Therefore, when a proceeding is dismissed, preferential transfers avoided under 547, such as Grafe's judgment lien, are reinstated. Matter of Sadler, 935 F.2d 918, 920 (7th Cir. 1991); see also In re Smith, 155 B.R. 145, 148 n.4 (Bankr. S.D. W.Va. 1993) (if bankruptcy is dismissed, so that avoidance of transfer is no longer beneficial to all creditors, but only to the debtor, transfer will be reinstated); Matter of Mel-O-Gold, Inc., 88 B.R. 205, 209 (Bankr. S.D. Iowa 1985) (upon dismissal of case, preferential transfer is reinstated). The only exception to reinstatement is when the court, "for cause," orders otherwise. Sadler, 935 F.2d at 920. While "cause" is not defined in the statute, there must be an "acceptable reason" to alter the normal impact of 349(b)(1)(B). Id. at 921.

Given that there need only be an "acceptable reason" for denying reinstatement of a lien, "cause" is clearly a loosely defined concept, left to the discretion of the court and the peculiarities of the circumstances. Nonetheless, certain basic principles may guide the court's inquiry. The legislative history to 349 states:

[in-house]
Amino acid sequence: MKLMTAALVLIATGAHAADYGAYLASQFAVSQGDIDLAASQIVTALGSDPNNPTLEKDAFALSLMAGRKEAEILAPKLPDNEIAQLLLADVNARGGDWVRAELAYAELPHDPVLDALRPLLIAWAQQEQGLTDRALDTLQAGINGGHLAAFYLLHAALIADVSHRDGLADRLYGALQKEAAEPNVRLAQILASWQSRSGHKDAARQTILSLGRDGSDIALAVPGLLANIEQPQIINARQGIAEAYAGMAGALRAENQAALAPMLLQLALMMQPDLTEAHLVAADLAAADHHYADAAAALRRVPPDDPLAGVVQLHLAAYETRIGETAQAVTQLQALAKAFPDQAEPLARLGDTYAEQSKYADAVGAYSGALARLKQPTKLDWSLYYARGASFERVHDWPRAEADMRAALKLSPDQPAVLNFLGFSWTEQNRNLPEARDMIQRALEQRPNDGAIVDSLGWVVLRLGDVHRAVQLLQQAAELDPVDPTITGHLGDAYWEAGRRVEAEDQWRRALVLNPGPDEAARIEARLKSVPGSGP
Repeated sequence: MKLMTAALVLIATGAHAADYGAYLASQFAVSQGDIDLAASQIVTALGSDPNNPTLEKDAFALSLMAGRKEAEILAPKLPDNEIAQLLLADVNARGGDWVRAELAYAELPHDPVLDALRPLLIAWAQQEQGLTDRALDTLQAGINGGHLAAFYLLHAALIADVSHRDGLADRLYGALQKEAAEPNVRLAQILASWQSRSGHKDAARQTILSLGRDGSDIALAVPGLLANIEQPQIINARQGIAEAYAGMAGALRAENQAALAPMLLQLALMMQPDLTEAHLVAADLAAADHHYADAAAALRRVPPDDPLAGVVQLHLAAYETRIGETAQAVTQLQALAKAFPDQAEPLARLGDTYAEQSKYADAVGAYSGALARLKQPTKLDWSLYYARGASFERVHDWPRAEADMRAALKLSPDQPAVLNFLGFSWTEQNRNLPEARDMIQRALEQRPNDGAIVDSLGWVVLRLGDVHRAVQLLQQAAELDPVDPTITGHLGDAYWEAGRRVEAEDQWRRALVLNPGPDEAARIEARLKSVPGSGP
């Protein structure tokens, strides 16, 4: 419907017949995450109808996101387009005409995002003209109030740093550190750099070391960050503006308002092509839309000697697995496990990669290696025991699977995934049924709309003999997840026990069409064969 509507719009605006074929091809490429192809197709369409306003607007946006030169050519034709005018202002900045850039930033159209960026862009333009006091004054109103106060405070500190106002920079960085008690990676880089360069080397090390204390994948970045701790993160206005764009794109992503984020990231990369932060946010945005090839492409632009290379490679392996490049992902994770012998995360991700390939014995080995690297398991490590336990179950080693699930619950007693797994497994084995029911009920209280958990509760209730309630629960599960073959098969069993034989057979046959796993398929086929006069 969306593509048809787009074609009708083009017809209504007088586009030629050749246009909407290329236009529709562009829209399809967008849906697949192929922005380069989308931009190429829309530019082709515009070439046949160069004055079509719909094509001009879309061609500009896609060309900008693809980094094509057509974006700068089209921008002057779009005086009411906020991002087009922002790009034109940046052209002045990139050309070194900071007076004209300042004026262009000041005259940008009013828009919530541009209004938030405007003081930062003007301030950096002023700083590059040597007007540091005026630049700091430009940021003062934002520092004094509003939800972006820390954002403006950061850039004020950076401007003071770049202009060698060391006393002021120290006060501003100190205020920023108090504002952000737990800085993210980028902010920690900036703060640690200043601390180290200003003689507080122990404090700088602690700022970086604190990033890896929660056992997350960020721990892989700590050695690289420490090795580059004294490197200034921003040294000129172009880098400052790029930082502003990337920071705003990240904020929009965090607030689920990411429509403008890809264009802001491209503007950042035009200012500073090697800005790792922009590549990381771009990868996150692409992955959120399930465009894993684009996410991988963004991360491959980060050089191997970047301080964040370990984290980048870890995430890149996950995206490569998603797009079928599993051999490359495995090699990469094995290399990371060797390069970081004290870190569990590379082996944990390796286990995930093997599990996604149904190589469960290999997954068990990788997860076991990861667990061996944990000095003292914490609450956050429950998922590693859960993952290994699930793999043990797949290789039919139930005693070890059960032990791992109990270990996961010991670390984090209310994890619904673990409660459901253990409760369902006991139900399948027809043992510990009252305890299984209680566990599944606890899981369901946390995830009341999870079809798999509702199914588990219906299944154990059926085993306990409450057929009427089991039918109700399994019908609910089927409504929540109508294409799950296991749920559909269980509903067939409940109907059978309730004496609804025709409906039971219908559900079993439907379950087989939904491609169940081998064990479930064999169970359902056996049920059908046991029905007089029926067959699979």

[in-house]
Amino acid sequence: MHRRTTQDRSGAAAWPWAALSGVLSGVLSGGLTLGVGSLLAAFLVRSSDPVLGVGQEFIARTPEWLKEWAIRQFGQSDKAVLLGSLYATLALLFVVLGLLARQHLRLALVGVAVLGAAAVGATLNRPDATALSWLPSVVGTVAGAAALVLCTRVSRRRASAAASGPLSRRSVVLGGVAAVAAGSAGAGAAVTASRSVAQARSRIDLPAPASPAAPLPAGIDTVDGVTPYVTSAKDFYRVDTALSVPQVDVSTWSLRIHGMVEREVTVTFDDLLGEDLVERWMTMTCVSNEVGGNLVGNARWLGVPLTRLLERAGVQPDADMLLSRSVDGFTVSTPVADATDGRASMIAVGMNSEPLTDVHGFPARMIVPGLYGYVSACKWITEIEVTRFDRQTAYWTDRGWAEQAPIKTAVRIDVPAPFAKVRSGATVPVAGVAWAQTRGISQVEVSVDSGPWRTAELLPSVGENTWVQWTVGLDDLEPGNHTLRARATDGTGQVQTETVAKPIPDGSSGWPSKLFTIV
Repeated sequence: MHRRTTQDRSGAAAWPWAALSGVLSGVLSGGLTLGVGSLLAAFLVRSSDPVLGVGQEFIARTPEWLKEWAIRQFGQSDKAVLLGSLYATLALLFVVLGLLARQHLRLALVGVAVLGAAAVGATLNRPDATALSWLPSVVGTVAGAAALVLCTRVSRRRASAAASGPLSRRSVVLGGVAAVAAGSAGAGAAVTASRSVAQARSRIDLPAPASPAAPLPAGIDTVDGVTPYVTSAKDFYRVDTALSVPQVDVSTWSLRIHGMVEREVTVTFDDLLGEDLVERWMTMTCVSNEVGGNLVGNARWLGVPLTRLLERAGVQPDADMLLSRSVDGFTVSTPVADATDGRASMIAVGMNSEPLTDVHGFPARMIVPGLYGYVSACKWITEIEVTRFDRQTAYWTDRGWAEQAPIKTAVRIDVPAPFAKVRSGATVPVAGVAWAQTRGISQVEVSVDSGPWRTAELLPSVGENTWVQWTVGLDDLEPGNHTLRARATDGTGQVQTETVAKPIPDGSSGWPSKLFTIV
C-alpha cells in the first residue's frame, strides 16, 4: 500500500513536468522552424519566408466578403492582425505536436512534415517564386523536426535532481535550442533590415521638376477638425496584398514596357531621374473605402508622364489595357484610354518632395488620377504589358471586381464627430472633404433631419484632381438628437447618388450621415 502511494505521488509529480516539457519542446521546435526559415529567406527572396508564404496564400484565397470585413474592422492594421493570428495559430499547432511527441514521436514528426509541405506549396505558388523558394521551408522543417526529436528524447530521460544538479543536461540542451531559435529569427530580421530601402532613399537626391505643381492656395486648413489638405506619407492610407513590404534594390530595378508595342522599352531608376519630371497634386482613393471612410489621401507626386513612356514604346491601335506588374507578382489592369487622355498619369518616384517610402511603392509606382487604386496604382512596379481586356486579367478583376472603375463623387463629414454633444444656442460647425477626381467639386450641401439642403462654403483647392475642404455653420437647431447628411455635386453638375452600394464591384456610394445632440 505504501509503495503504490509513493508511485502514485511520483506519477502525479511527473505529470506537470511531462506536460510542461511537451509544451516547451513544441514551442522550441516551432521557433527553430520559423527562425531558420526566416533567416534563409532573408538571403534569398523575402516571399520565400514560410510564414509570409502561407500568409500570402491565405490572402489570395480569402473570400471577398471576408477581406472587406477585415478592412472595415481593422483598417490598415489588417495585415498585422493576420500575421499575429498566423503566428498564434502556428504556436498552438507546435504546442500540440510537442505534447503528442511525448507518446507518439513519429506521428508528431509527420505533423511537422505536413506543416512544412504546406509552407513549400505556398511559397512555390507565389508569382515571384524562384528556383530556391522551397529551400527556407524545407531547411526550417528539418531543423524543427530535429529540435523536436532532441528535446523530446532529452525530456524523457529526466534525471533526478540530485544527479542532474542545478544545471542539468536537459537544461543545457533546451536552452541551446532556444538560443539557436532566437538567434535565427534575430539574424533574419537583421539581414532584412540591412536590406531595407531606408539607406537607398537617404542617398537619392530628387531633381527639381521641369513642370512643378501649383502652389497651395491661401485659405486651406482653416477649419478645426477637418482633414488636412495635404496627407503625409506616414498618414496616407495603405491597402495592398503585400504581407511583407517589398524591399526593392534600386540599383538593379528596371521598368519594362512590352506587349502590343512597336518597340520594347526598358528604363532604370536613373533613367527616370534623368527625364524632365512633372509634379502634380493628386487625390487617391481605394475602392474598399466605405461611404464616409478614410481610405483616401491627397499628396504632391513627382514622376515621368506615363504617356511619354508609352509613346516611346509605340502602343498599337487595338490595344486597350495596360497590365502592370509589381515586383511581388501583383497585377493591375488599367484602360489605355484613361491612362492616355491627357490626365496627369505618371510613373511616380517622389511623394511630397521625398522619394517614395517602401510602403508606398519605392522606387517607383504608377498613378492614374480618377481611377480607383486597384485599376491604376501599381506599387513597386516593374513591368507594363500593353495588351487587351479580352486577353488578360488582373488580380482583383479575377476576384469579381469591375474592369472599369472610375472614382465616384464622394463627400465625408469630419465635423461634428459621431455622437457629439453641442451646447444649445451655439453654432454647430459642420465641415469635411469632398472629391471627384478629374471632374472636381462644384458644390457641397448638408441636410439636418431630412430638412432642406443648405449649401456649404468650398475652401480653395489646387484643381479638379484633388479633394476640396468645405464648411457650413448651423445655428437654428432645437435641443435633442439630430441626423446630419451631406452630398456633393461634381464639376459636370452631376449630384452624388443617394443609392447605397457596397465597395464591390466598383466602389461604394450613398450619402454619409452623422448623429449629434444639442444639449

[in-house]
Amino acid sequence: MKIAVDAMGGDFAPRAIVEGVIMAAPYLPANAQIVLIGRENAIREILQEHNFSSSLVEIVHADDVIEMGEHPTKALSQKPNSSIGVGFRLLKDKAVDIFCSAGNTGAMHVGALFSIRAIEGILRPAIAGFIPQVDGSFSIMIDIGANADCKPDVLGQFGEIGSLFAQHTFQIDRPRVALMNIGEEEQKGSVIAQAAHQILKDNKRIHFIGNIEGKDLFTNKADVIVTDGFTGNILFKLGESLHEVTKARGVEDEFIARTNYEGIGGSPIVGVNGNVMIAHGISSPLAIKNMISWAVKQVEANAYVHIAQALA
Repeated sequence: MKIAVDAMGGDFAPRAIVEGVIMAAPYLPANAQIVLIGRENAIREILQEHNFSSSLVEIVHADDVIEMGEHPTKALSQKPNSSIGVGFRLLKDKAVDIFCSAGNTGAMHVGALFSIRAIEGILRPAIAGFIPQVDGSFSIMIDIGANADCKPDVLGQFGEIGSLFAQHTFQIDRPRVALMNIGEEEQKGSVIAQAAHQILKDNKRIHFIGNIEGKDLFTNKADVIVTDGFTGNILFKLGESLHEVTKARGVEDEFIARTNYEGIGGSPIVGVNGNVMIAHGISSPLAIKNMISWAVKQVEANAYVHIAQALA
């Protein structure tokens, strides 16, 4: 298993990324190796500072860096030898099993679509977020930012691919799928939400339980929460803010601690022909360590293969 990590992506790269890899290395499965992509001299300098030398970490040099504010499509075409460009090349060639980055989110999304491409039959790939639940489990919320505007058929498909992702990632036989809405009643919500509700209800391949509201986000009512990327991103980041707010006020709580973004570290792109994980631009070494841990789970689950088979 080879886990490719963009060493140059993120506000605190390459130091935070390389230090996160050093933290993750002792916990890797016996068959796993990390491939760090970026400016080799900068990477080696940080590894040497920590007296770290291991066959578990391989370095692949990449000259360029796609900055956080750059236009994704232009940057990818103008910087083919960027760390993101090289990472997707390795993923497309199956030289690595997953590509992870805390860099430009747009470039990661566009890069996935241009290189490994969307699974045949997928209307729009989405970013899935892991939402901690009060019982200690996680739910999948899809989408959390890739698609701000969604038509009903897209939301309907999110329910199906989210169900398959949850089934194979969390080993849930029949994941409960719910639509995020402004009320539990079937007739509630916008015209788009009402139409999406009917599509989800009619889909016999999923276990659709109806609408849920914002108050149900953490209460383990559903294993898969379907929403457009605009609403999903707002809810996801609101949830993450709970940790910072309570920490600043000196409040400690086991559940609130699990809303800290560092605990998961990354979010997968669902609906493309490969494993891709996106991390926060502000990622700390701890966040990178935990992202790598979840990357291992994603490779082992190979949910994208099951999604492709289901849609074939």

The basic purpose of the subsection is to undo the bankruptcy case, as far as practicable, and to restore all property rights to the position in which they were found at the commencement of the case . . . . Where there is a question over the scope of the subsection, the court will make the appropriate orders to protect rights acquired in reliance on the bankruptcy case.

H.R. Rep. No. 595, 95th Cong., 1st Sess., 338 (1977); 1978 U.S. Code Cong. & Admin. News, 5963, 6294 (emphasis added). As a result, in determining whether "cause" exists under 349(b), the court's focus should be toward protecting rights acquired in reliance upon the bankruptcy, and in the absence of such interests there is no basis for altering the natural impact of the section. Ethington, 150 B.R. at 50; Sadler, 935 F.2d at 921. Furthermore, the concern should be for the interests of creditors or other third parties who may suffer injury, rather than the debtor. Smith, 155 B.R. at 148 n.4; see also In re Greenbelt Co-op, Inc., 124 B.R. 465, 471 (Bankr. D. Md. 1991).